Wantage in the 10th Century

Wantage has a long and fascinating history, dating back to the 1000s. During this time, Wantage was an important agricultural settlement situated in the Vale of White Horse in Oxfordshire.

In 1011, King Aethelred the Unready granted a charter to his brother-in-law, Ethelmar, who founded the town of Wantage. From then on, Wantage quickly became an important market center for local farmers, as well as a religious hub with several churches being established over the following centuries.

In 1086 William I ordered that “a survey be made of all manors in England” which became known as the Domesday Book. The survey revealed that Wantage was one of only six places at that time with a population of more than 1,000 people. As such it had become one of the major towns of its region by this time.

The 12th century saw major developments for Wantage when extensive rebuilding took place around St Peter and St Paul’s Church and a new town hall was built in 1150. This period also marked a major expansion of sheep farming and wool production which consequently increased the wealth of many landowners in Wantage and its surrounding areas.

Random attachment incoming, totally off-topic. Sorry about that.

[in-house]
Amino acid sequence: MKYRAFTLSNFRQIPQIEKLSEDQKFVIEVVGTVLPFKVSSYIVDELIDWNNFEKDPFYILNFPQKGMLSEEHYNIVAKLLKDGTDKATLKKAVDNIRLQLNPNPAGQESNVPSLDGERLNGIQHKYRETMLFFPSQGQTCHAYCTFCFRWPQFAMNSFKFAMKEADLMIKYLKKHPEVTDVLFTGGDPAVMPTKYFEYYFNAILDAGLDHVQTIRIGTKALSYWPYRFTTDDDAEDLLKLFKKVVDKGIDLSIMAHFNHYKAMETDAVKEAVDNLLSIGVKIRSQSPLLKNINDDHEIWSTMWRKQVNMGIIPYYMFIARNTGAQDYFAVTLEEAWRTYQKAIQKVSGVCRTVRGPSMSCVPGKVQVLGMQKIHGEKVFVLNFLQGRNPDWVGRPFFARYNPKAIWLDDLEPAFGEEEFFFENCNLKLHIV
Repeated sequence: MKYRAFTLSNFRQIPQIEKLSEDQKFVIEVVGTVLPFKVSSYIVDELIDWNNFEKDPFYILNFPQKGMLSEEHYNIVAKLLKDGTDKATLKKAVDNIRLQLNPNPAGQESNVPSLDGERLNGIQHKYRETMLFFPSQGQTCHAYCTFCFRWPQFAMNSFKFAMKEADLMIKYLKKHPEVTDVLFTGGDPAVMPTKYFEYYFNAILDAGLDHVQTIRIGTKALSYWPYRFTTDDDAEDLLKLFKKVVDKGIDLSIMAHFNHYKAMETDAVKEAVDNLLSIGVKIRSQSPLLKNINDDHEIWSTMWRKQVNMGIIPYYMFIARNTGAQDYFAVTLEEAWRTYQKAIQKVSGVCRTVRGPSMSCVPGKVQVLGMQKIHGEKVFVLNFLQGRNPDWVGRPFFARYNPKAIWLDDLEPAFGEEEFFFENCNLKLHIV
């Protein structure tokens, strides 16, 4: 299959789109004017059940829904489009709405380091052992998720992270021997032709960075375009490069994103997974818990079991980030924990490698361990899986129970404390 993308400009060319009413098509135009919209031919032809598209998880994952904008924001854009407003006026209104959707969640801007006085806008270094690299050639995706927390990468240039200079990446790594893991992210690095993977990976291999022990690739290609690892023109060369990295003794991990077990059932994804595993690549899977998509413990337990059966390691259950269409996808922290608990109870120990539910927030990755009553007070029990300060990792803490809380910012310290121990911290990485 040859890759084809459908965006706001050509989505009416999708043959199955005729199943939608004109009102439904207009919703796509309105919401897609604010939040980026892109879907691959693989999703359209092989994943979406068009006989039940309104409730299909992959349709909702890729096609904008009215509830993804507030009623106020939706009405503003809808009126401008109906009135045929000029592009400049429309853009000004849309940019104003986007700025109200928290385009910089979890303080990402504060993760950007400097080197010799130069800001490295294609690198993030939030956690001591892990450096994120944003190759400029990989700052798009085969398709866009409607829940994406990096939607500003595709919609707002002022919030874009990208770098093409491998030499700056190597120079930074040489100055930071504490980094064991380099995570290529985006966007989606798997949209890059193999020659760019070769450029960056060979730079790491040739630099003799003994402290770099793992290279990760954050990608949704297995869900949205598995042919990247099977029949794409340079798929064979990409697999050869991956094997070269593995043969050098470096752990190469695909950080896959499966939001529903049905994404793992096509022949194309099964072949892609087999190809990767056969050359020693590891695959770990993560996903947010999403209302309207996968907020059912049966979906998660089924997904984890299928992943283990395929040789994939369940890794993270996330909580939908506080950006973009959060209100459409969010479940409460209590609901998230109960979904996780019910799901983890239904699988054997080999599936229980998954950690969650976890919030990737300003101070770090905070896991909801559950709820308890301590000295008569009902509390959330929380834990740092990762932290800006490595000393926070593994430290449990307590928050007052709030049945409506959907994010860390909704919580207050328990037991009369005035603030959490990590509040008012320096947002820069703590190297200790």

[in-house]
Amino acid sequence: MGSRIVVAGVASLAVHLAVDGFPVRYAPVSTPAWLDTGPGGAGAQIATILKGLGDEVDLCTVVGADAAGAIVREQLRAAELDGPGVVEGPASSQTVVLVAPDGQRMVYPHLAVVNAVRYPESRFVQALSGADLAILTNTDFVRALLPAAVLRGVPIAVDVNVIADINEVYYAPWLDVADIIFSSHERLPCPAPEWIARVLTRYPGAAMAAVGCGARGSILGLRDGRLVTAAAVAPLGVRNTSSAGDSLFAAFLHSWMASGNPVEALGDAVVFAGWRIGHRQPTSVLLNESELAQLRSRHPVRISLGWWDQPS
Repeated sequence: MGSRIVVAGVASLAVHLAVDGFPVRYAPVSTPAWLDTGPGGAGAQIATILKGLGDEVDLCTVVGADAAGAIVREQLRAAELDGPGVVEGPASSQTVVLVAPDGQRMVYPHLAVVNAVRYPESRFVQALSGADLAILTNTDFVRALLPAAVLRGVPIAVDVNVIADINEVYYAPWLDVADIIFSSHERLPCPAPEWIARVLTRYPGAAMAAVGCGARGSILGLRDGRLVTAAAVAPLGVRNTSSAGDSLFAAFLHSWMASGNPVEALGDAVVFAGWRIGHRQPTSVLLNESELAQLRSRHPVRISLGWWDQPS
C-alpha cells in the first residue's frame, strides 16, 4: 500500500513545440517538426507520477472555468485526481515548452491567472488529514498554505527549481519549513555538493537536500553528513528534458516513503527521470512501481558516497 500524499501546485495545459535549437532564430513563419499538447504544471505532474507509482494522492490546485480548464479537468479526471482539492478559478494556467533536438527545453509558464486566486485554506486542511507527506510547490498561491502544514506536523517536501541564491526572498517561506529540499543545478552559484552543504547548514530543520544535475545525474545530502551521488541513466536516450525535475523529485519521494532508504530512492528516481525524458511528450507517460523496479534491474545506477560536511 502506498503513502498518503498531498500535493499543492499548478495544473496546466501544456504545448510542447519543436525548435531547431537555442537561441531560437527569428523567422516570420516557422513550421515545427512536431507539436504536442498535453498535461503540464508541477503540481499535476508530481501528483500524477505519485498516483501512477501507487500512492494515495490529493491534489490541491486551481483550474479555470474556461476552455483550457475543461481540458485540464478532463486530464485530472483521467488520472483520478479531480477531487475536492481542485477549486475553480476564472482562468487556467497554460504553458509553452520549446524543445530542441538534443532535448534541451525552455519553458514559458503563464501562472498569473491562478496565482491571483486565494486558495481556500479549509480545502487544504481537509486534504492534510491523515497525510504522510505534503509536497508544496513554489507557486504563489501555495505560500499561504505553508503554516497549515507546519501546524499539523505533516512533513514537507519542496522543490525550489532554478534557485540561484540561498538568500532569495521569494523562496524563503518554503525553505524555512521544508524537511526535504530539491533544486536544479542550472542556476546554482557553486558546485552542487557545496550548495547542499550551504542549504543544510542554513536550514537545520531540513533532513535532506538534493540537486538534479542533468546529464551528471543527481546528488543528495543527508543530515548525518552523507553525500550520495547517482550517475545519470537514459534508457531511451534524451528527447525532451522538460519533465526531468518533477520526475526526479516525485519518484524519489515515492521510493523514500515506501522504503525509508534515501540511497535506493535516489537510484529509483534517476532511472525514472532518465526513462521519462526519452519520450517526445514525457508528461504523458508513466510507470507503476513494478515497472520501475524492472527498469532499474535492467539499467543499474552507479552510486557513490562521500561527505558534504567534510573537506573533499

During this prosperous era many significant buildings were erected such as King Alfred’s Tower which towers above the town today and is believed to have been built during this period as part of an abbey complex dedicated to St Mary Overy Church nearby. By 1200 Wantage had grown significantly to become one of most influential towns in southern England at that time due to its lucrative wool trade and agricultural industry.

Today, much evidence remains from this pivotal period in British history including Alfred’s Tower which still stands tall above the town along with many other historic buildings scattered throughout producing a unique atmosphere still enjoyed by locals today.

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